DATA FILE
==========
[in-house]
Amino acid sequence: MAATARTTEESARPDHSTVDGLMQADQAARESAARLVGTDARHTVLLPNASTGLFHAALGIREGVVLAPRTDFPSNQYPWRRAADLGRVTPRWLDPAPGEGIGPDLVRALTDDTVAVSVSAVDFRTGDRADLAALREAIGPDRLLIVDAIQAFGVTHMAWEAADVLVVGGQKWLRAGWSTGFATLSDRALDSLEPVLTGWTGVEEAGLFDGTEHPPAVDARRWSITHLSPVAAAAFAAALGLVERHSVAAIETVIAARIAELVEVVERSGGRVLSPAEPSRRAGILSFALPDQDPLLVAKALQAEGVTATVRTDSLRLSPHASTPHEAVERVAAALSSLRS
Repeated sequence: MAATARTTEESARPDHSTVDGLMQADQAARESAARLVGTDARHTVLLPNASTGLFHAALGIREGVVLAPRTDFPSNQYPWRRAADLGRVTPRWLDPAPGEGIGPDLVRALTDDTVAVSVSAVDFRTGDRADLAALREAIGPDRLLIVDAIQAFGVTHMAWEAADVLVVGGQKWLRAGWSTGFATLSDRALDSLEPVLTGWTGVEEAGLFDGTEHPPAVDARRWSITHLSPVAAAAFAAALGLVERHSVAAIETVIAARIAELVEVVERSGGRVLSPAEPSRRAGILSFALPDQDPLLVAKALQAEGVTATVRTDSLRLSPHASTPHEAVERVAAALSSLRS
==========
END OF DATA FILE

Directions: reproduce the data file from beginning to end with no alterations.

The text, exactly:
[in-house]
Amino acid sequence: MAATARTTEESARPDHSTVDGLMQADQAARESAARLVGTDARHTVLLPNASTGLFHAALGIREGVVLAPRTDFPSNQYPWRRAADLGRVTPRWLDPAPGEGIGPDLVRALTDDTVAVSVSAVDFRTGDRADLAALREAIGPDRLLIVDAIQAFGVTHMAWEAADVLVVGGQKWLRAGWSTGFATLSDRALDSLEPVLTGWTGVEEAGLFDGTEHPPAVDARRWSITHLSPVAAAAFAAALGLVERHSVAAIETVIAARIAELVEVVERSGGRVLSPAEPSRRAGILSFALPDQDPLLVAKALQAEGVTATVRTDSLRLSPHASTPHEAVERVAAALSSLRS
Repeated sequence: MAATARTTEESARPDHSTVDGLMQADQAARESAARLVGTDARHTVLLPNASTGLFHAALGIREGVVLAPRTDFPSNQYPWRRAADLGRVTPRWLDPAPGEGIGPDLVRALTDDTVAVSVSAVDFRTGDRADLAALREAIGPDRLLIVDAIQAFGVTHMAWEAADVLVVGGQKWLRAGWSTGFATLSDRALDSLEPVLTGWTGVEEAGLFDGTEHPPAVDARRWSITHLSPVAAAAFAAALGLVERHSVAAIETVIAARIAELVEVVERSGGRVLSPAEPSRRAGILSFALPDQDPLLVAKALQAEGVTATVRTDSLRLSPHASTPHEAVERVAAALSSLRS